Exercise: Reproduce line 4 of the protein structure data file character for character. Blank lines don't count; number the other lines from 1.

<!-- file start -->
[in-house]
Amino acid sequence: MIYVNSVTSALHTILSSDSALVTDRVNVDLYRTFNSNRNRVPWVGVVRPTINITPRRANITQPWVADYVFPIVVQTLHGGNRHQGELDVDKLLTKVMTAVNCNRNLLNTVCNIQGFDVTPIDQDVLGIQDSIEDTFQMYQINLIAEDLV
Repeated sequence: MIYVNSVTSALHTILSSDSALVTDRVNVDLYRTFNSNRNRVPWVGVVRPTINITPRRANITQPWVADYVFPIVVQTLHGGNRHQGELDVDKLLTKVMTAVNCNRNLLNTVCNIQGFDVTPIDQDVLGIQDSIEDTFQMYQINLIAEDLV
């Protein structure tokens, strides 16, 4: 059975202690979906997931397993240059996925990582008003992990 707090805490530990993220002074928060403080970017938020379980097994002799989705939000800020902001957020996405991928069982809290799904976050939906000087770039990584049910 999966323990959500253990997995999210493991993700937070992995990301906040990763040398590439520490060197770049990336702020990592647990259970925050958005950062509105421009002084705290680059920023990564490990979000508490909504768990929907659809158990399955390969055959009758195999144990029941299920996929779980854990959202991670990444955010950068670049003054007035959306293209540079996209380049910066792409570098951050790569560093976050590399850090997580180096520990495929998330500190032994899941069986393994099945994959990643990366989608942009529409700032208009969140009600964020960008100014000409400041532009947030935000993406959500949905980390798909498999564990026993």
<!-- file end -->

């Protein structure tokens, strides 16, 4: 059975202690979906997931397993240059996925990582008003992990 707090805490530990993220002074928060403080970017938020379980097994002799989705939000800020902001957020996405991928069982809290799904976050939906000087770039990584049910 999966323990959500253990997995999210493991993700937070992995990301906040990763040398590439520490060197770049990336702020990592647990259970925050958005950062509105421009002084705290680059920023990564490990979000508490909504768990929907659809158990399955390969055959009758195999144990029941299920996929779980854990959202991670990444955010950068670049003054007035959306293209540079996209380049910066792409570098951050790569560093976050590399850090997580180096520990495929998330500190032994899941069986393994099945994959990643990366989608942009529409700032208009969140009600964020960008100014000409400041532009947030935000993406959500949905980390798909498999564990026993």